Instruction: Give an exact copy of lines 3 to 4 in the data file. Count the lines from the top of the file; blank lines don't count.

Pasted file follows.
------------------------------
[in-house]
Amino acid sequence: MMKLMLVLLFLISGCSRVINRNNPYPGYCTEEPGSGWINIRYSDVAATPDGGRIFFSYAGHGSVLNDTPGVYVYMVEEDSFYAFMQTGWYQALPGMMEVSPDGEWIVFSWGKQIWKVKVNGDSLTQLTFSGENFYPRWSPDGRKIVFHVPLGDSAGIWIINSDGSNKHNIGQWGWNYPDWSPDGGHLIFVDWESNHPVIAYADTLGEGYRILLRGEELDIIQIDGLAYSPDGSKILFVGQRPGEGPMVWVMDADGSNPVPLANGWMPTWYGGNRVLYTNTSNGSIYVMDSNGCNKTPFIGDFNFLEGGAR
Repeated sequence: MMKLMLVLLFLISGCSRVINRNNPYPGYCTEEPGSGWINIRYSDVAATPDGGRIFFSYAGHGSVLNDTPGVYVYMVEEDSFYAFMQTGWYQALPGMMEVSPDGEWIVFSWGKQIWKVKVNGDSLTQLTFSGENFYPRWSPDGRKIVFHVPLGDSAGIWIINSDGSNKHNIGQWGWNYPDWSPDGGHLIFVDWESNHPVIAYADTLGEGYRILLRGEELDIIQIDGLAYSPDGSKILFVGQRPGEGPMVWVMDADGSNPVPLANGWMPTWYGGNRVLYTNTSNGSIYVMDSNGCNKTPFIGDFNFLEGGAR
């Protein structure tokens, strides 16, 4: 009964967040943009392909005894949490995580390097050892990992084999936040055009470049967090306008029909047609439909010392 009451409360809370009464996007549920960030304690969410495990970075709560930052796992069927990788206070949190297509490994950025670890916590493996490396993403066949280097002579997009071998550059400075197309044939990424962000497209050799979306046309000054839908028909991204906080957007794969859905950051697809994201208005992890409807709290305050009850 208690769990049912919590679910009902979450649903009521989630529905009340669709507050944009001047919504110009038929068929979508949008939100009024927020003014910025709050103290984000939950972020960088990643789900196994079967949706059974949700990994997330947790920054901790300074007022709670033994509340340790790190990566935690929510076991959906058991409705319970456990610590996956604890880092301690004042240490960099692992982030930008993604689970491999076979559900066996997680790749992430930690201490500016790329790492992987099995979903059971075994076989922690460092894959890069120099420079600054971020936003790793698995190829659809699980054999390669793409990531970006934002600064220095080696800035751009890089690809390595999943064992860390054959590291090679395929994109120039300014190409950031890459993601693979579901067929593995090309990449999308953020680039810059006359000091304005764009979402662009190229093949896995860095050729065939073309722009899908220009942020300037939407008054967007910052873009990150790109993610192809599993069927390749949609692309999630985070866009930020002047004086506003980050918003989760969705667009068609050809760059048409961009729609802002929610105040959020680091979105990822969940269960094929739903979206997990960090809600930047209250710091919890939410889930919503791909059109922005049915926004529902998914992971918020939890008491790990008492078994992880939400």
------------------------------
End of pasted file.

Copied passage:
Repeated sequence: MMKLMLVLLFLISGCSRVINRNNPYPGYCTEEPGSGWINIRYSDVAATPDGGRIFFSYAGHGSVLNDTPGVYVYMVEEDSFYAFMQTGWYQALPGMMEVSPDGEWIVFSWGKQIWKVKVNGDSLTQLTFSGENFYPRWSPDGRKIVFHVPLGDSAGIWIINSDGSNKHNIGQWGWNYPDWSPDGGHLIFVDWESNHPVIAYADTLGEGYRILLRGEELDIIQIDGLAYSPDGSKILFVGQRPGEGPMVWVMDADGSNPVPLANGWMPTWYGGNRVLYTNTSNGSIYVMDSNGCNKTPFIGDFNFLEGGAR
């Protein structure tokens, strides 16, 4: 009964967040943009392909005894949490995580390097050892990992084999936040055009470049967090306008029909047609439909010392 009451409360809370009464996007549920960030304690969410495990970075709560930052796992069927990788206070949190297509490994950025670890916590493996490396993403066949280097002579997009071998550059400075197309044939990424962000497209050799979306046309000054839908028909991204906080957007794969859905950051697809994201208005992890409807709290305050009850 208690769990049912919590679910009902979450649903009521989630529905009340669709507050944009001047919504110009038929068929979508949008939100009024927020003014910025709050103290984000939950972020960088990643789900196994079967949706059974949700990994997330947790920054901790300074007022709670033994509340340790790190990566935690929510076991959906058991409705319970456990610590996956604890880092301690004042240490960099692992982030930008993604689970491999076979559900066996997680790749992430930690201490500016790329790492992987099995979903059971075994076989922690460092894959890069120099420079600054971020936003790793698995190829659809699980054999390669793409990531970006934002600064220095080696800035751009890089690809390595999943064992860390054959590291090679395929994109120039300014190409950031890459993601693979579901067929593995090309990449999308953020680039810059006359000091304005764009979402662009190229093949896995860095050729065939073309722009899908220009942020300037939407008054967007910052873009990150790109993610192809599993069927390749949609692309999630985070866009930020002047004086506003980050918003989760969705667009068609050809760059048409961009729609802002929610105040959020680091979105990822969940269960094929739903979206997990960090809600930047209250710091919890939410889930919503791909059109922005049915926004529902998914992971918020939890008491790990008492078994992880939400």